“That’s why I say free will is overrated.” Leonard Cohen

At one point, in an exchange about his artistic life, he admits that he “drifted into things. I suppose there has been an undercurrent of deliberation, but I don’t really navigate it.” According to legend, it wasn’t until he encountered folk singer Judy Collins, in 1966, that he decided to perform publicly songs he had played for friends. The following year, she introduced some Cohen songs on her album, including his big hit “Suzanne.” In 1968 he released his first album.

Cohen didn’t seek out a musical career as much as it seems to have found him. Which is what is happening now with his drawings. He appears to have fallen into a whole new career.

He takes in this observation, looks out the window for a moment, and then brings his attention back into the room.

“That’s why I say free will is overrated,” he drawls in his smoky voice.

From He Has Tried in His Way to Be Free by Sarah Hampson (Lion’s Roar: Nov 1, 2007).

More Leonard Cohen quotations on free will can be found at

Leonard Cohen: “I remember a little [5 year old] girl running… out into the campus. I thought, What a beautiful child.” Rebecca De Mornay: “How do you know that child was me?” Leonard Cohen: “You have the same light as that child.”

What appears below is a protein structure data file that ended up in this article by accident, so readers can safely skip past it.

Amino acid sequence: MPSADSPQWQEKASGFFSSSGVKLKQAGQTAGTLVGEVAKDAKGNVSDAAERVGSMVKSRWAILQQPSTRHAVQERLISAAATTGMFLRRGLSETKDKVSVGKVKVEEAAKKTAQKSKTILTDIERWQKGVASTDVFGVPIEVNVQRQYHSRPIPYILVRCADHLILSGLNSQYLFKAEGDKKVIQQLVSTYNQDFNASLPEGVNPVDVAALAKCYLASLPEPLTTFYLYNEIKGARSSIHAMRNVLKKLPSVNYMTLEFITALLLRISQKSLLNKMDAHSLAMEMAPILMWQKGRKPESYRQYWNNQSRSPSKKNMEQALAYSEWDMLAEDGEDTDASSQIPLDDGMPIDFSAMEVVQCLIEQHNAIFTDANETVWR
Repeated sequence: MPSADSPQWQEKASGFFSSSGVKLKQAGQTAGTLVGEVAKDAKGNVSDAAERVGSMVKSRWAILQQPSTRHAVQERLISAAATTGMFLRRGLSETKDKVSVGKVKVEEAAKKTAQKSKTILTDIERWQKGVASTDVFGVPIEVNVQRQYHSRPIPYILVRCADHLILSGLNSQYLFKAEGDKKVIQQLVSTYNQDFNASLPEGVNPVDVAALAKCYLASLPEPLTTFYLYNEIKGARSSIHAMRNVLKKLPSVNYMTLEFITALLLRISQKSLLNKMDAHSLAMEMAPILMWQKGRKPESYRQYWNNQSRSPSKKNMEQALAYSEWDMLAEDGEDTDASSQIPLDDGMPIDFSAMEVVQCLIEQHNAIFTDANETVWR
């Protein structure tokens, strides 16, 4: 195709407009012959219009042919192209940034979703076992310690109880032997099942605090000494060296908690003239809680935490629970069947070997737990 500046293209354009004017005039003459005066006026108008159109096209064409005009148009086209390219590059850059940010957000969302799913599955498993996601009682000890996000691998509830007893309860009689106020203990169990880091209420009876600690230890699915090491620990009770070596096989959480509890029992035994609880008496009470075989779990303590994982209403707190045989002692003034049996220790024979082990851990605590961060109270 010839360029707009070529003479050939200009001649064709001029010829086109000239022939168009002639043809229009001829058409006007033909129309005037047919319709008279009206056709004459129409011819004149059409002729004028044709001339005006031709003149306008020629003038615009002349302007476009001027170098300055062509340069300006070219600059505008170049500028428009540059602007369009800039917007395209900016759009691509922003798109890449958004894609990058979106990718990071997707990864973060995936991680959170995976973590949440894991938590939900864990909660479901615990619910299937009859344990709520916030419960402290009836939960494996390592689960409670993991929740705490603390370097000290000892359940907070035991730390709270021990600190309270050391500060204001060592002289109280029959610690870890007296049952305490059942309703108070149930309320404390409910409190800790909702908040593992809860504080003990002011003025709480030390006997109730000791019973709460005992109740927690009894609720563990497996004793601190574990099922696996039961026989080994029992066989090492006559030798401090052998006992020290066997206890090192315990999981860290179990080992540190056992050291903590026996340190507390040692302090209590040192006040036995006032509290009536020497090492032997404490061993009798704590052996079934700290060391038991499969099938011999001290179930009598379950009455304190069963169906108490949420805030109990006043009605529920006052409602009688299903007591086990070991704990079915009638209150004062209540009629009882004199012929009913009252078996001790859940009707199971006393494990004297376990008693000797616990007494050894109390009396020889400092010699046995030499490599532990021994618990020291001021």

Here’s the setup: In 1993, Leonard Cohen, the singer-songwriter and poet who was perhaps the world’s greatest interviewee, switched roles to interview Rebecca De Mornay, the gorgeous movie actress who was, for a time, Mr. Cohen’s fiancée. The following excerpt is from From Knowing Rebecca de Mornay Like Only Leonard Cohen Can by Leonard Cohen with William Claxton. Interview magazine. June 1, 1993:

Leonard Cohen: What are your recollections of Summerhill, your school in England?

Rebecca De Mornay: Summerhill, founded by A.S. Neill, was the beginning of many of the experimental schools in the West. You visited a friend’s son there, who was there exactly the same year as I was. You have a recollection that you saw me when I was five.